Nrama: With The Flash, you were able to really revamp Barry's world, taking pieces of characters and concepts from the past and tweaking them for a new audience. Is that part of what you're doing with Detective, or is that less of a focus with this character, since his background is being established elsewhere in the Bat-universe?
Buccellato: With The Flash, we had a different job. We were starting with a #1, and like you said, we were introducing Flash to this New 52 universe, so there were a lot of requirements, a lot of demands on us, to set up the world and the characters and the villains.
Now we're in year 3 of the New 52, and Batman had a ton of books out, so he's pretty firmly entrenched.
So for us, it's just about telling stories, at this point.
Manapul: The world is already, so we're going to be telling stories within the world that's been set up by other creators.
Nrama: I'm sure you guys are aware of the Batman: Eternal weekly. Does Detective Comics just explore a different part of that world?
Manapul: I think it's too soon for us to say. It would probably be naive to say we're going to be completely apart from that. It remains to be seen. As we start our run, it will be apart, but there may be other opportunities down the line.
Buccellato: But we'll both be integrated in the Bat-universe. We're not doing anything out of continuity.
Nrama: You mentioned the themes you explored in The Flash, including that feeling of being overwhelmed. And you also said you're bringing yourself into the Detective stories. Can you speak to the themes that you think you're going to be exploring in Detective, and how they might relate to you?
Manapul: I think, right off the bat, one of the things Brian and I latched onto was the sense of family that Bruce has and has lost.
I think a lot of the new characters that we'll be introducing will be there to amplify that feeling.
Buccellato: And keep in mind that although we'll be creating new characters, we don't see ourselves creating characters for the sake of creating something new. He's got such a rich cast of characters. We just want to add to the universe in areas where we feel there may need to be something new.
For Francis and I, it was really important for us to look at the concept of family and isolation. So that's the direction we're going.
Nrama: You guys have worked on Batman as artists before, but what do you see as your ideal Batman? Who is he in your mind, and who is it that you want to write as Bruce Wayne? How would you describe him?
Manapul: I feel like he's just like us in a lot of ways, but you know how they say, "Everyone's just one bad day away from going over the edge?" I think he's that guy, you know? In some way, it's almost like he's Michael Douglas' character in the movie Falling Down, or at least that's one part of him, because he's a very complex character, obviously.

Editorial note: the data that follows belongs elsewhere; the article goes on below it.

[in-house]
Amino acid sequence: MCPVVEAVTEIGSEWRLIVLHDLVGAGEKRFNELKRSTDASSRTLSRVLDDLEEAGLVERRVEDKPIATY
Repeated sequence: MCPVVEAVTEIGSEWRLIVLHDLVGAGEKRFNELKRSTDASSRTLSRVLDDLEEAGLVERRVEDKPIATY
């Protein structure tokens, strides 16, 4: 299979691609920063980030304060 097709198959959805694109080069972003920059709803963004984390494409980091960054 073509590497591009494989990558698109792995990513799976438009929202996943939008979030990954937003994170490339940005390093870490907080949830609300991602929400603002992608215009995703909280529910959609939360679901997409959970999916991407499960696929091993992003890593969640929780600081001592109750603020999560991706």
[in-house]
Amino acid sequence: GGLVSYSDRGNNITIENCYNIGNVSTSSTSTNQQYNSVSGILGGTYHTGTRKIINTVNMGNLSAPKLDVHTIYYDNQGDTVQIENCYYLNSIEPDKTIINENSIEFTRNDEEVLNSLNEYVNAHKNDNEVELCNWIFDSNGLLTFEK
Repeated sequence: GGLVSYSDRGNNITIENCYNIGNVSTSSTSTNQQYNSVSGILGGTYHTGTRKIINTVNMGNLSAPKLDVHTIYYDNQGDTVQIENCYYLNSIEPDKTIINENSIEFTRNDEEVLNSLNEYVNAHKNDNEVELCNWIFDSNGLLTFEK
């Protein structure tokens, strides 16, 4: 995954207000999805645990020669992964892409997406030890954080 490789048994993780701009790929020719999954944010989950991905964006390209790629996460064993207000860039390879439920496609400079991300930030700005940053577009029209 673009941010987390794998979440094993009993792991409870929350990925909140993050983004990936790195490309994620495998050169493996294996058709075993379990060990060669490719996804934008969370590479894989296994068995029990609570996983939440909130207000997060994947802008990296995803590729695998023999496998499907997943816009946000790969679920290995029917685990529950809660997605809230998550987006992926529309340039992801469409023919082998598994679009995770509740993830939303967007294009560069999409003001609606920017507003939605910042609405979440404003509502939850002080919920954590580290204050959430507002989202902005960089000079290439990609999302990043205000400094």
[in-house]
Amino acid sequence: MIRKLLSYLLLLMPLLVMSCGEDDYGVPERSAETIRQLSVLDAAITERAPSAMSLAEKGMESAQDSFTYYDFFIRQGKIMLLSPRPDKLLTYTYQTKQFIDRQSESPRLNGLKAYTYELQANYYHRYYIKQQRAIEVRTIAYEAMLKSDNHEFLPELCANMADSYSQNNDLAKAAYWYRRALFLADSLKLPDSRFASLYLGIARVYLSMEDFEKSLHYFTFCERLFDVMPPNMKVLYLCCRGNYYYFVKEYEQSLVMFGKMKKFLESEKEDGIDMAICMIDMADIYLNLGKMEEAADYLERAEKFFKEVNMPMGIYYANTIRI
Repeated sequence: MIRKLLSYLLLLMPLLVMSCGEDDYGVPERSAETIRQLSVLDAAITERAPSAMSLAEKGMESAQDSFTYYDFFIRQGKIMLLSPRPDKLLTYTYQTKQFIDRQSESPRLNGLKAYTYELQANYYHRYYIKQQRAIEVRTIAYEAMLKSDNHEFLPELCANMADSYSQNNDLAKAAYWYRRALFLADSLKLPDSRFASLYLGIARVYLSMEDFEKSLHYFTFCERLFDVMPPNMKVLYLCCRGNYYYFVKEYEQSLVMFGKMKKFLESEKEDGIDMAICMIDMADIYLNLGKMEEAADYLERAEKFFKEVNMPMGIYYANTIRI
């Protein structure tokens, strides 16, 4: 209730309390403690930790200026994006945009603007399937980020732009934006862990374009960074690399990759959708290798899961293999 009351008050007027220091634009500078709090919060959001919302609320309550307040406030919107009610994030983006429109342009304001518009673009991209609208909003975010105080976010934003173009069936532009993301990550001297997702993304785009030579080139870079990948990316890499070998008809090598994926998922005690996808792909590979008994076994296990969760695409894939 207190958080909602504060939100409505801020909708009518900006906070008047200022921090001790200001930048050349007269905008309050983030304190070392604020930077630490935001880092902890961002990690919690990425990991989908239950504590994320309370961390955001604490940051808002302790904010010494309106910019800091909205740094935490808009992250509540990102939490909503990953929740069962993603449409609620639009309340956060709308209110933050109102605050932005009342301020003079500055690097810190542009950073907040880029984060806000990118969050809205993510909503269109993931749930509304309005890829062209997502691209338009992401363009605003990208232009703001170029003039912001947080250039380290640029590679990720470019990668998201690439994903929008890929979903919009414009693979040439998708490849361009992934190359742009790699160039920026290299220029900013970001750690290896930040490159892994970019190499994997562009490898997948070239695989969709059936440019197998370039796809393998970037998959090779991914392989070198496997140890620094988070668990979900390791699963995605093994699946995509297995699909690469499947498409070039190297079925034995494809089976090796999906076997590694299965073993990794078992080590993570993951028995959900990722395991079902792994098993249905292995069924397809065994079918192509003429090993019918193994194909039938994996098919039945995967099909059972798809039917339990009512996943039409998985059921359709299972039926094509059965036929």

Nrama: Is that something you can relate to? Or is there something else you specifically relate to with Batman?
Manapul: Oh, for me… well, you know, I'm a little bit OCD, and there are a lot of things that I, emotionally, can't let go of. And it's one of these things that sounds like a bad trait to have, because it makes you very obsessive about what you do, but that's something I see in Batman. He's the guy who has this idea that he wants to accomplish, even though he's never going to be able to completely accomplish it. You can't stop crime. It will always be there. And that's the tragedy of his emotional condition, that he's always trying and he always keeps going. The obsessive nature of it is bigger than him. And I think that's what's really intriguing about him.
Buccellato: But to tie that back to you, Francis, your success and the fact that your art is always at an ultra-high level speaks to that same type of inability to stop. You know, you say you're a bit OCD, but that's what makes you a great artist. And that's what makes you always push for something better.
Like, just because you're never going to achieve perfection, it doesn't mean you're not going to continue to move forward. So in a way, you're just as tragic a figure as he is. [Laughs.]
Manapul: [Laughs.] Vaneta, I have to tell you a story. You know, with us — [Brian and Francis] — being in different times zones, when Brian emails me a file, I will almost always reply immediately, no matter what time it is. So what he's started doing, in order to make sure I sleep, is he will wait, and he won't send it to me until the next day. He knows that if I hear an email come in, I'm going to get up and I'm going to look at it.
Buccellato: Or if there's a deadline, I won't send it to you until you're done with what you have to get done.